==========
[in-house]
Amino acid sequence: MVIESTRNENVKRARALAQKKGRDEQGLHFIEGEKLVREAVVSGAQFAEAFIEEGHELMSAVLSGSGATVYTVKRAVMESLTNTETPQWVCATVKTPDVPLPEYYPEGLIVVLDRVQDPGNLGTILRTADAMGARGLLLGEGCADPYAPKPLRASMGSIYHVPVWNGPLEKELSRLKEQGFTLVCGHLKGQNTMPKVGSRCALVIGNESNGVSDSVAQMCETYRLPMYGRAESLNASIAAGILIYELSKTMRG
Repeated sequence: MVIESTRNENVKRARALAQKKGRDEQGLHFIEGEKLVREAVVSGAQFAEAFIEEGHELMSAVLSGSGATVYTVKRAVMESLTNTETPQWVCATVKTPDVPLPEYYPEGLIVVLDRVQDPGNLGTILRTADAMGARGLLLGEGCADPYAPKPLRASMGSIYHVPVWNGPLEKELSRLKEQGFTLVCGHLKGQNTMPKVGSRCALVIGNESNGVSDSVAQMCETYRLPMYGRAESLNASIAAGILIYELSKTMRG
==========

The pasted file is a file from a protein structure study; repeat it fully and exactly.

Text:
[in-house]
Amino acid sequence: MVIESTRNENVKRARALAQKKGRDEQGLHFIEGEKLVREAVVSGAQFAEAFIEEGHELMSAVLSGSGATVYTVKRAVMESLTNTETPQWVCATVKTPDVPLPEYYPEGLIVVLDRVQDPGNLGTILRTADAMGARGLLLGEGCADPYAPKPLRASMGSIYHVPVWNGPLEKELSRLKEQGFTLVCGHLKGQNTMPKVGSRCALVIGNESNGVSDSVAQMCETYRLPMYGRAESLNASIAAGILIYELSKTMRG
Repeated sequence: MVIESTRNENVKRARALAQKKGRDEQGLHFIEGEKLVREAVVSGAQFAEAFIEEGHELMSAVLSGSGATVYTVKRAVMESLTNTETPQWVCATVKTPDVPLPEYYPEGLIVVLDRVQDPGNLGTILRTADAMGARGLLLGEGCADPYAPKPLRASMGSIYHVPVWNGPLEKELSRLKEQGFTLVCGHLKGQNTMPKVGSRCALVIGNESNGVSDSVAQMCETYRLPMYGRAESLNASIAAGILIYELSKTMRG